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How should managers ‘get things done

I always find it interesting that participants attending a Management Development Programme (and specifically the General Management module) always ask the same question: “How should I get things done in my organisation?” The question normally arouses lively discussion and participation in the group. Although they always mention the obvious, such as managerial competency, roles and managerial functions, they hardly ever refer to the importance of managers’ approaches as a means of getting things done.

Since the Second World War, researchers have tried to find answers to questions such as: ‘Who are managers?’, ‘Where do they work?’, ‘What do they do?’ and ‘How do they get things done?’, and their research findings have been published in numerous journals and books on management. Based on their findings, a working definition of management could be described as ‘a process of getting things done through and with people to achieve specific goals’. The process of management also refers to the transformation of resources (people, finance, raw material and equipment information and technology), through planning, organising, leading and controlling, to performances, the final product or service rendered. However, in Reinventing Management, Birkinshaw argues that although the concept of management has stood the test of time it should be reinvented and given new meaning.

The management approach
In addition to being equipped with specific management skills, roles and competencies, managers have to be able to get things done by using a specific management approach. But, which management approach will be the best to get things done in any business or organisation? Will it be one of the classical approaches, for example the scientific, process, quantitative or bureaucratic management approach? If this is the case, the focus could be placed on the product or task performed without taking the person performing the task or function into consideration. If the focus is on the behavioural management approaches only, it could create a situation where too much emphasis is placed on the people and their well-being, but the productivity might be low. This situation could lead to high morale and low productivity in the business. The contemporary management approaches could contribute towards a more balanced understanding of how an organisation or business functions.  

An inclusive combination
It is clear that there is no one fit-for-all management approach to be used for the aim of efficiency in business. Rather, a combination of the above-mentioned management approaches should be applied. In doing so, one takes cognisance of the situations, circumstances and competition in which the organisation or business functions – and one achieves an inclusive combination in terms of both the task to be performed and the people performing the tasks and functions.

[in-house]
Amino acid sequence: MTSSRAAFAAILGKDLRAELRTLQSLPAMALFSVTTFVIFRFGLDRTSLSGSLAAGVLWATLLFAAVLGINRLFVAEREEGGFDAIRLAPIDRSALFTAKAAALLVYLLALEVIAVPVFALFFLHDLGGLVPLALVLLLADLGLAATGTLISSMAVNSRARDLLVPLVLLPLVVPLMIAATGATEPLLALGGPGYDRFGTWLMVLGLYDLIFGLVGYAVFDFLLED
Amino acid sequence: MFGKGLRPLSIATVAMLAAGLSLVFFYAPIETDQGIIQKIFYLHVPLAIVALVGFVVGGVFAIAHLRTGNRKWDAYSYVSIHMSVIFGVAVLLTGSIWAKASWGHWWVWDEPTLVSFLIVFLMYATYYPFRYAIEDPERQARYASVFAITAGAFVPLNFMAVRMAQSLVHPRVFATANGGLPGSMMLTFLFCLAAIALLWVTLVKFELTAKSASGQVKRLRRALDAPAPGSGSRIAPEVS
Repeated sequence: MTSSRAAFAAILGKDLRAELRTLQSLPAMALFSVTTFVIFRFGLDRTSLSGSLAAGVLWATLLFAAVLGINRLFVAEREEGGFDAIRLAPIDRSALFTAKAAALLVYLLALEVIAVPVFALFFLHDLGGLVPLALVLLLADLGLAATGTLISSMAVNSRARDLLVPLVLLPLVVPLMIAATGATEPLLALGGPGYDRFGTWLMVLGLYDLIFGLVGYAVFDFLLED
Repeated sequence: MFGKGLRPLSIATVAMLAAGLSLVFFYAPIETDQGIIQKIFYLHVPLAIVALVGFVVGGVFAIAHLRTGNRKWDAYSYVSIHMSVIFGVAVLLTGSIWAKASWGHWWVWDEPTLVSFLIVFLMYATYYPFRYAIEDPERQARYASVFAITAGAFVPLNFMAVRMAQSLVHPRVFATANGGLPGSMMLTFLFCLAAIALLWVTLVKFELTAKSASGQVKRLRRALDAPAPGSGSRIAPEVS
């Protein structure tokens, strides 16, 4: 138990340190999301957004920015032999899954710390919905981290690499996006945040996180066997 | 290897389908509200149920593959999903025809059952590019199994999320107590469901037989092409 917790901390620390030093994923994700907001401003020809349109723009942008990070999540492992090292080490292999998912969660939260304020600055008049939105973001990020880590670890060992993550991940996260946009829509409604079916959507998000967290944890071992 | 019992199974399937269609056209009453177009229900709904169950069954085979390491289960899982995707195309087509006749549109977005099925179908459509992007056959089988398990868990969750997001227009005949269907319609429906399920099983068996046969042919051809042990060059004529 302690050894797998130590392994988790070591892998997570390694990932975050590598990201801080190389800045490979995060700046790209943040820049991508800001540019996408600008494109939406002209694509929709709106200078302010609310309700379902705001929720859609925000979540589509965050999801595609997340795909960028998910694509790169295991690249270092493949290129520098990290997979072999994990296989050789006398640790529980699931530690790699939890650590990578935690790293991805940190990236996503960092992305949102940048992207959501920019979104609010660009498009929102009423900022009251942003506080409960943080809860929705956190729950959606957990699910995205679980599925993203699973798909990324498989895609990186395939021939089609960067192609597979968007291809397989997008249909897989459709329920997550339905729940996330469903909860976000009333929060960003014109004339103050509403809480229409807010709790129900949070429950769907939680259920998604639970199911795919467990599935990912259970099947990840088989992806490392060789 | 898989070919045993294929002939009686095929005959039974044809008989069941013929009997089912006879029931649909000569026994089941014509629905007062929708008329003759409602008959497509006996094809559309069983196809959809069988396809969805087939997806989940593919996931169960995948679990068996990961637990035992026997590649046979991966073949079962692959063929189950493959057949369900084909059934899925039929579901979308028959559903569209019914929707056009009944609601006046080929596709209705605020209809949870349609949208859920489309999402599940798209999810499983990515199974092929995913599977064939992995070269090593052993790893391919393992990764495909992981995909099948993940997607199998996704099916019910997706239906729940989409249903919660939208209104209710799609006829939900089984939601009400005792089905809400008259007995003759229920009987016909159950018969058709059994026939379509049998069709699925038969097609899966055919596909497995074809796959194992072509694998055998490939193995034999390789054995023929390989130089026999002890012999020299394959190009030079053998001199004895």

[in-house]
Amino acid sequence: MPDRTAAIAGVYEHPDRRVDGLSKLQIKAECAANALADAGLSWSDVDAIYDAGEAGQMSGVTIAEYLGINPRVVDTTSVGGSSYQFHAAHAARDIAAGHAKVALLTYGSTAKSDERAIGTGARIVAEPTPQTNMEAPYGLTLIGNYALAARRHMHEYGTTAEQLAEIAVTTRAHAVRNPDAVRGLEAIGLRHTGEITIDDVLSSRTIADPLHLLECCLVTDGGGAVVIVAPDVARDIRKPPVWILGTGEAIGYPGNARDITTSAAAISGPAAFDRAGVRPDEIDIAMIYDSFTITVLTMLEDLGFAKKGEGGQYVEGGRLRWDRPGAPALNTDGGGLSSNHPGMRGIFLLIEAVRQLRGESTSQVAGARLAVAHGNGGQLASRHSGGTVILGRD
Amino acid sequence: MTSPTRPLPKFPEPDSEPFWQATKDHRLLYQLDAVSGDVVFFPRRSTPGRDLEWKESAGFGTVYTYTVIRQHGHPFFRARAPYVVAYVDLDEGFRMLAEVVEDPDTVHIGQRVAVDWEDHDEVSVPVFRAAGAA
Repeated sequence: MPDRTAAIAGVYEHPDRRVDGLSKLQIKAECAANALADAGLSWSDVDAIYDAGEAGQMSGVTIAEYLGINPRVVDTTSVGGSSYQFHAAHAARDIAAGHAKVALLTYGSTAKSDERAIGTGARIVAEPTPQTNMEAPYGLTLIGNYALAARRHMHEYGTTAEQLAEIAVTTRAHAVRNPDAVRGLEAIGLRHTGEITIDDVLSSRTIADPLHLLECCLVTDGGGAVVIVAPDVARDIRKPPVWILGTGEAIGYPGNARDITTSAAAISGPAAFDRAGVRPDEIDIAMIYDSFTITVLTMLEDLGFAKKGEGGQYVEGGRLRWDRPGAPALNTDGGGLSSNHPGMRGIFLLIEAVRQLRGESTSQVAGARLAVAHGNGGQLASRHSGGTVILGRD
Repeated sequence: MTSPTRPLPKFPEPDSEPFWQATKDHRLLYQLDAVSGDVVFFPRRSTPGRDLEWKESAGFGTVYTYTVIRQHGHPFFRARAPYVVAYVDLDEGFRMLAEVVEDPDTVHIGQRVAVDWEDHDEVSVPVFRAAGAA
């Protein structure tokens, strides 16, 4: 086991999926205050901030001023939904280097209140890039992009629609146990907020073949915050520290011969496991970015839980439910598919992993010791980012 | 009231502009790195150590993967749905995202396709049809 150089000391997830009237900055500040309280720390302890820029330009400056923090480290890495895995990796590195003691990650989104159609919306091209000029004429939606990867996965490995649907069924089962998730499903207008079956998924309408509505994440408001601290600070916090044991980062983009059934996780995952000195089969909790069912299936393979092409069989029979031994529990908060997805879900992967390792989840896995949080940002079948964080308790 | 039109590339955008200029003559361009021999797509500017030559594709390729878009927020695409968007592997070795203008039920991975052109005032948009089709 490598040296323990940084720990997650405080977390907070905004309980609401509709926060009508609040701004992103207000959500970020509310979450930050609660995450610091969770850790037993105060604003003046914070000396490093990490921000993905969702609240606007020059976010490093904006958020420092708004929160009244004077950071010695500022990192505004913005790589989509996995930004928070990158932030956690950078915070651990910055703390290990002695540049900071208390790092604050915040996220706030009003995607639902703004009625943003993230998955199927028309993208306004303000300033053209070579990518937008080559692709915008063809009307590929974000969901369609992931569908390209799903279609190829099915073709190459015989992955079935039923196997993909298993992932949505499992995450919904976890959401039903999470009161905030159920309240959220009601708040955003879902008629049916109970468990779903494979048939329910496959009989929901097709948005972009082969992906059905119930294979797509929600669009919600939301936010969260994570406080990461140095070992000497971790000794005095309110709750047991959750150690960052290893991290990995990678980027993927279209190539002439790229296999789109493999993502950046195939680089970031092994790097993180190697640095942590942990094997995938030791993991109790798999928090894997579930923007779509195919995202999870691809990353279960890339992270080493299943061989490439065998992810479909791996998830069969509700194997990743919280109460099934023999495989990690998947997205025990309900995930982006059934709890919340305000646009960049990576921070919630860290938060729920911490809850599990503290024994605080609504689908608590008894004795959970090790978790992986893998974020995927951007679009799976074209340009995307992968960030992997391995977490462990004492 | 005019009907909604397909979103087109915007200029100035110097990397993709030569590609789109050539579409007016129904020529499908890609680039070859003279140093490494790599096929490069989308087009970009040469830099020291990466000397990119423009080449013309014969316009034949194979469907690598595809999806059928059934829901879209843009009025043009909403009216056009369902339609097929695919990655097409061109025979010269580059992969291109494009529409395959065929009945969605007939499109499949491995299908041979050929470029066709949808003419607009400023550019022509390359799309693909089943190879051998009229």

As a matter of fact, programme participants engage enthusiastically during discussions and practical sessions related to this combination of management approaches to resolve management challenges in class. They accept the challenge to describe a ‘new’ or more contemporary management approach in their assignments, based on a combination of the classical, behavioural and contemporary management approaches. What is encouraging is that they seldom describe the same combination of management approaches. On the contrary, they succeed in identifying and describing different combinations of management approaches to ‘get things done’ in their organisations or businesses in the ever-changing management environment. 

In fact, Drucker already in 1973 predicted that management’s slogan for the late 20th century would be “that the management boom is over; the time for management performance has arrived”.  By implementing a new combination of management approaches, the management performance of managers should improve and this new combination of management approaches could contribute towards reinventing management – a challenge also illuminated by Birkinshaw. 

Dr Liano Greybe is a facilitator on USB-ED’s Management Development and Senior Management Development Programmes. His areas of expertise include General Management, Business Management and Business Strategy.

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